Can I be honest about your writing? (Part 2 – Vanity/Self-Publishing)

I believe in calling a spade “a sturdy hand shovel that can be pushed into the earth with the foot”.

Part 1 – Oh, the Vanity of it all! of this multi-post arc dealt with some folks I knew who vanity published their books back when we called vanity publishers “vanity publishers”.

Vanity publishing was great in its heyday. Heck, it still is. The vanity house had no skin in the game. You paid them to publish your book. They did their best to upsell you on marketing, cover design, hard v soft cover, an ISBN, paper quality, print quality, print size, editing, proofing, copy editing, …

Again I ask, any of this sounding familiar?

What they couldn’t do is put your book on bookstore shelves. The book industry has buyback policies that no other industry (that I know of) has; If your book doesn’t sell, the bookstore can return it to the publisher and get their money back. Such a policy requires the publisher have a staff in place to handle returns and a warehouse to house returns. Vanity publishers didn’t have that.

Umm…neither does self-publishing. That’s why you can order your self-published book at a bookstore but can’t find it on the shelves.
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Can I be honest about your writing? (Part 1 – Oh, the Vanity of it all!)

My child’s a genius. Your child’s precocious. Their child’s an obnoxious brat. – We use language to distance ourselves from uncomfortable truths

Note: this will be a multi-post arc on the theme of storycrafting versus publishing. Hope you enjoy.

Long, long ago (we’re talking late 1980s early 1990s) when we called vanity publishers “vanity publishers”, I knew a fellow who just had to get his book in print. I think the title was “The Decapitation Project”. We were in a workshop together and it didn’t matter what he submitted, everything got back to The Decapitation Project and how it was based on fact and the government had a secret lab where they were keeping heads alive.

You mean like Donovan’s Brain?

“That was a book. The Decapitation Project is real.”

A friend told me they saw him at a con with a table selling copies of his book (again, decades ago).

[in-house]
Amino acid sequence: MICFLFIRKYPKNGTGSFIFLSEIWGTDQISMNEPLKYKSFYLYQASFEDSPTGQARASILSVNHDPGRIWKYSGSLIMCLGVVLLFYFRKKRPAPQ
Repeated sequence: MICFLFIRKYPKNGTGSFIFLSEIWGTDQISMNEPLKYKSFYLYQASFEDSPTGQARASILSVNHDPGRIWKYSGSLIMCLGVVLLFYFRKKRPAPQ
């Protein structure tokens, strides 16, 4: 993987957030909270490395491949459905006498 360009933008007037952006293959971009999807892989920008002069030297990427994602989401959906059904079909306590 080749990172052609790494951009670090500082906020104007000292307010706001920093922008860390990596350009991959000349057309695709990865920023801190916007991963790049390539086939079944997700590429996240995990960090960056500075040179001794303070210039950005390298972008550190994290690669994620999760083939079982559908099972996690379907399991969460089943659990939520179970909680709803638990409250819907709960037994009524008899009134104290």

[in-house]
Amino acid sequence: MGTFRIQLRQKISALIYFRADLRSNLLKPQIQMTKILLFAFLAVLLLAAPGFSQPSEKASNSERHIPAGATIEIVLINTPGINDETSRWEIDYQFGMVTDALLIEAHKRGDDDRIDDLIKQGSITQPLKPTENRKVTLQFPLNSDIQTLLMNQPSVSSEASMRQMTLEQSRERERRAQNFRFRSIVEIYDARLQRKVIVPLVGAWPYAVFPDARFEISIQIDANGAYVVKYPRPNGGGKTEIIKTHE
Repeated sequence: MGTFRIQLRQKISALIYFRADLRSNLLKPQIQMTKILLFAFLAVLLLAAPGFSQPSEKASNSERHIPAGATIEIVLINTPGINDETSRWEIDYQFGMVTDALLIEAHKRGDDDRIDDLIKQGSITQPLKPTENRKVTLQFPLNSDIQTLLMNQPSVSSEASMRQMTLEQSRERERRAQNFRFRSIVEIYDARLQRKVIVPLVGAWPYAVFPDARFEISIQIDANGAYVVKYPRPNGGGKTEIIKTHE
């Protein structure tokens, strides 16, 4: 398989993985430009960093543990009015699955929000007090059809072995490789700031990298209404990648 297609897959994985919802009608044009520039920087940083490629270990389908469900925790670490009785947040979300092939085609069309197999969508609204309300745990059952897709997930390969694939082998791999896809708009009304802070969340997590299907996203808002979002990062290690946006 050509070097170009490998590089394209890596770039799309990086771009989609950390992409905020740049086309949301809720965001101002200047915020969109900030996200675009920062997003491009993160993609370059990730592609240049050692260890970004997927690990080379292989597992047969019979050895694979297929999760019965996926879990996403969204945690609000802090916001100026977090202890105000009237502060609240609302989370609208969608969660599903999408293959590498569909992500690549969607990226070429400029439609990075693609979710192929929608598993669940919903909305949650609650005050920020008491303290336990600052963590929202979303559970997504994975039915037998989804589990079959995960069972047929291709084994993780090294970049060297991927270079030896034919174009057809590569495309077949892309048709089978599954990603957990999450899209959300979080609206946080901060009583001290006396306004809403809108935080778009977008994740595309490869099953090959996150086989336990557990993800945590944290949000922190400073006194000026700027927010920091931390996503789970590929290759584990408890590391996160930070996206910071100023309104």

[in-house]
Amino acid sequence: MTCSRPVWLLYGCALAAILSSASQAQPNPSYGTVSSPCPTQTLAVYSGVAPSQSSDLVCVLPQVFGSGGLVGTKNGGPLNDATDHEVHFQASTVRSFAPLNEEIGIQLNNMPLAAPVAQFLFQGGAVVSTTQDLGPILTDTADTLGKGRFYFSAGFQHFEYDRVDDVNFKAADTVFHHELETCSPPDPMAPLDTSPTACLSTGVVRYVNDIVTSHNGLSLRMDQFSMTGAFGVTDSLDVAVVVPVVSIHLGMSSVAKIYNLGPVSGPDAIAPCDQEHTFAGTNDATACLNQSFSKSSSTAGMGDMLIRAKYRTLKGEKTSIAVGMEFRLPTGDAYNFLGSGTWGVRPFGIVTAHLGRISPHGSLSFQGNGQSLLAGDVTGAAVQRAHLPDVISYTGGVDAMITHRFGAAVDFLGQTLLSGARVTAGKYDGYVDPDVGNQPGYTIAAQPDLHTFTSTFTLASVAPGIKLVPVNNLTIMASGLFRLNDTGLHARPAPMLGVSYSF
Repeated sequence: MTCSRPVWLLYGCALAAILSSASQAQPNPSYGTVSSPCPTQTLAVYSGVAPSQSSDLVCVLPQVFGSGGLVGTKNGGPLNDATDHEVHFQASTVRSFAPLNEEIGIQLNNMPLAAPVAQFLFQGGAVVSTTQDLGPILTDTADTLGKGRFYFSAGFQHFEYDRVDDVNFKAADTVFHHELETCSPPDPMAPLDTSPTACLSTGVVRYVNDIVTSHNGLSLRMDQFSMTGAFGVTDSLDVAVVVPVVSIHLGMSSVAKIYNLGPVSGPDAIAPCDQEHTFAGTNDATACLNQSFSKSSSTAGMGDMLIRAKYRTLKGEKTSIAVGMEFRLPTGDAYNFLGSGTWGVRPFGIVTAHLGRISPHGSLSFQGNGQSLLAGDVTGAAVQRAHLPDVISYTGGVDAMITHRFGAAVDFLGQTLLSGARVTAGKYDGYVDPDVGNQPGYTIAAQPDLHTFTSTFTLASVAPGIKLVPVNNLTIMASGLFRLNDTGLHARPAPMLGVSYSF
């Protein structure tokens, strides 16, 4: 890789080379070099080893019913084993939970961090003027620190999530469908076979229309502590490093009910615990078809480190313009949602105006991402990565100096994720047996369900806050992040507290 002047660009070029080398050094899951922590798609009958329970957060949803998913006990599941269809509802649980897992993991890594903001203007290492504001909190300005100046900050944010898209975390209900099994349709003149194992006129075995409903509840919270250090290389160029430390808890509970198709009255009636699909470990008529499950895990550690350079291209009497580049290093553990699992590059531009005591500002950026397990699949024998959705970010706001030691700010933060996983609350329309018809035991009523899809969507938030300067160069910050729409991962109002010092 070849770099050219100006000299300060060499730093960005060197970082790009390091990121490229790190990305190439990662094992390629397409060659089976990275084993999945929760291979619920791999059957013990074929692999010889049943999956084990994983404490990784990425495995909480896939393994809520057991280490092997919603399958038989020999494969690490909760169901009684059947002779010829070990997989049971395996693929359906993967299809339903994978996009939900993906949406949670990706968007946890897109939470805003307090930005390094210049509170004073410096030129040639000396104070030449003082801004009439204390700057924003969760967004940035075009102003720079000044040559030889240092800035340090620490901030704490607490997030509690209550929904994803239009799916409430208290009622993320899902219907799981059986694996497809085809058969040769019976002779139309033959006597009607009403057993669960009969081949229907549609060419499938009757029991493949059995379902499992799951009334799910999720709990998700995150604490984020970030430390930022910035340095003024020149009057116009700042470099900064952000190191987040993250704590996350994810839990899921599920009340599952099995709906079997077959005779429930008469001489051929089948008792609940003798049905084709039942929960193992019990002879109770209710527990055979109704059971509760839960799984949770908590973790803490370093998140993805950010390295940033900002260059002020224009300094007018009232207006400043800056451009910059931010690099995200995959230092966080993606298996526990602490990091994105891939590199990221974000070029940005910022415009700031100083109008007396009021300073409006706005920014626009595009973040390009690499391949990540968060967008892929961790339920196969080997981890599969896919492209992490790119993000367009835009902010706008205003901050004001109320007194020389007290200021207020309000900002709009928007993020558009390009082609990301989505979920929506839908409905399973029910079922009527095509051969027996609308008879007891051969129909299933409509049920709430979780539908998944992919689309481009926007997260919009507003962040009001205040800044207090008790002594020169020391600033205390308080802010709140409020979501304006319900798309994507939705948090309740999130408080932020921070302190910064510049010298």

His self-published book.

Except back then we called it “vanity published” and it was something one only admitted to if asked.

When you had a gun pointed at your head.

If then.
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My First Book Fair/Authors’ Expo – Part 4

Do you practice writing? Practice Marketing, too.

This thread is based on my experiences, conversations with authors and several years helping companies develop and execute marketing strategies. Part 1 introduced setting reasonable goals for attending book fairs and authors’ expos, Part 2 discussed doing research to make sure a given con/fair/expo will reasonably meet your goals, and Part 3 dealt with determining what you need to achieve your goals.

This post is about practicing your goal before you get there.
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My First Book Fair/Authors’ Expo – Part 3

What do you need to help you achieve your goal?

This thread is based on my experiences, conversations with authors and several years helping companies develop and execute marketing strategies. Part 1 introduced setting reasonable goals for attending book fairs and authors’ expos, Part 2 discussed doing research to make sure a given con/fair/expo will reasonably meet your goals.

This post is about figuring out what you need to help you achieve your book fair/author expo goal.
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Dean Koontz’s “How to Write Best Selling Fiction”

Lots of reading suggestions, lots about the business of writing, but…

This book is an interesting read and dated, both in a number of ways. The two main takeaways seem to be “Publishers are Evil…but not all” and “Read! If you want to write, read!”
There’s no question that Koontz is a bestselling author so one would think he’d have a lot to offer. I didn’t find much revelatory in this book. Definitely a lack of advice re technique, character, plot, dialogue, … Definitely lots of suggestions for whom to read to learn technique, character, plot, dialogue, …
There’s a lot about the business of writing in the book, specifically how bad publishing drives out good publishing (read “lots of bad books drive out good books”) and he gives several examples of poorly written, edited, printed, …books taking up bookstore shelves so there’s less room for accomplished writers to put their wares out.
Makes one wonder what he’d have to say about the self-publishing industry.
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